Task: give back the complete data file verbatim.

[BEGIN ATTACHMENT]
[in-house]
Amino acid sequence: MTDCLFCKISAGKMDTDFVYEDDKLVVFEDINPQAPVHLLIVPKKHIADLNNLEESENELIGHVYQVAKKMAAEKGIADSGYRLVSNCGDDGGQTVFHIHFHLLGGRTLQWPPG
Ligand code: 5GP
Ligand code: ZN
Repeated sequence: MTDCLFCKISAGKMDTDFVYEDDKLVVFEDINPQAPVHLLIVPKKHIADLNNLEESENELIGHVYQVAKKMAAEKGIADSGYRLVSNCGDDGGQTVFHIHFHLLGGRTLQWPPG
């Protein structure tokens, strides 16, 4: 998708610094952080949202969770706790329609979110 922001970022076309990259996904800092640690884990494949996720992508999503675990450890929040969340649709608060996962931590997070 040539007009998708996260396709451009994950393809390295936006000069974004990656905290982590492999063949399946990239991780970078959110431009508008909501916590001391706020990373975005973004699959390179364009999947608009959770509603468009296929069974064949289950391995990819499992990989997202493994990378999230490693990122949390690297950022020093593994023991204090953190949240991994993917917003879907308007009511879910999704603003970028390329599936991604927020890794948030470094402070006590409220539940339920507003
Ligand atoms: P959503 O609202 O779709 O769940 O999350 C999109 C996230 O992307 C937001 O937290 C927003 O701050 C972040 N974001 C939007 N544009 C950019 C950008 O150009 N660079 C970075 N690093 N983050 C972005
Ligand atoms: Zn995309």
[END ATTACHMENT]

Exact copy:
[in-house]
Amino acid sequence: MTDCLFCKISAGKMDTDFVYEDDKLVVFEDINPQAPVHLLIVPKKHIADLNNLEESENELIGHVYQVAKKMAAEKGIADSGYRLVSNCGDDGGQTVFHIHFHLLGGRTLQWPPG
Ligand code: 5GP
Ligand code: ZN
Repeated sequence: MTDCLFCKISAGKMDTDFVYEDDKLVVFEDINPQAPVHLLIVPKKHIADLNNLEESENELIGHVYQVAKKMAAEKGIADSGYRLVSNCGDDGGQTVFHIHFHLLGGRTLQWPPG
């Protein structure tokens, strides 16, 4: 998708610094952080949202969770706790329609979110 922001970022076309990259996904800092640690884990494949996720992508999503675990450890929040969340649709608060996962931590997070 040539007009998708996260396709451009994950393809390295936006000069974004990656905290982590492999063949399946990239991780970078959110431009508008909501916590001391706020990373975005973004699959390179364009999947608009959770509603468009296929069974064949289950391995990819499992990989997202493994990378999230490693990122949390690297950022020093593994023991204090953190949240991994993917917003879907308007009511879910999704603003970028390329599936991604927020890794948030470094402070006590409220539940339920507003
Ligand atoms: P959503 O609202 O779709 O769940 O999350 C999109 C996230 O992307 C937001 O937290 C927003 O701050 C972040 N974001 C939007 N544009 C950019 C950008 O150009 N660079 C970075 N690093 N983050 C972005
Ligand atoms: Zn995309």